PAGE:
Last week, President Barack Obama paid a visit to Cuba in an unprecedented trip to watch Major League Baseball’s Tampa Bay Rays play the Cuban national team at the Estadio Latinoamericano. The last time that an MLB team was in Cuba, it was when the Baltimore Orioles played the Cuban national team in 1999, making this game the first one in 17 years to be played between an MLB team and a Cuban team. The Rays beat the national team 4-1. The score did not matter though, because this game was about more than just two teams playing one another. The importance of last week’s game is reflected in who was sitting in the front row behind the netting at the Estadio Latinoamericano. President Obama and Raul Castro sat side-by-side to watch the baseball game unfold.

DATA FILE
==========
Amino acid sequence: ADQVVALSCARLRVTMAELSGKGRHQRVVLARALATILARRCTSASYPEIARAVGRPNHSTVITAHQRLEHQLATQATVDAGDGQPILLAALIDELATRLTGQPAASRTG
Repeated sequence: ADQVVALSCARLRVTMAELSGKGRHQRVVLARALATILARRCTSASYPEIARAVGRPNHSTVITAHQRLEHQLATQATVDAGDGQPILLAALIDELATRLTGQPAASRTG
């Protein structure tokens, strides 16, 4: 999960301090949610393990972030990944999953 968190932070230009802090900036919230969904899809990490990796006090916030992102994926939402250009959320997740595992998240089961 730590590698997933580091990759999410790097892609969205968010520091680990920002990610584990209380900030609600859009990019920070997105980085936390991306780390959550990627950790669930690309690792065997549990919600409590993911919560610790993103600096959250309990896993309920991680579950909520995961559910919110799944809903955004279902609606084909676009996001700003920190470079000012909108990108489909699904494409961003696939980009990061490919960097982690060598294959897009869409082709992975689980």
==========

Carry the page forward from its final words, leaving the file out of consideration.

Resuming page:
This game was a mark of continued efforts to normalize relations between the U.S. and Cuba. Baseball is a popular aspect of both American and Cuban culture, which makes it an excellent facilitator for relations between the two countries. President Obama even commented on the significance of the game stating that sports “can change attitudes sometimes in ways that a politician can never change” (sportsbusinessdaily.com).
President Obama’s remark is exactly what PeacePlayers International works toward. Sport can be a powerful tool in bridging divides between people, cultures, and countries. Whether it be baseball, basketball, or any sport in between, sports have the power to bring people together.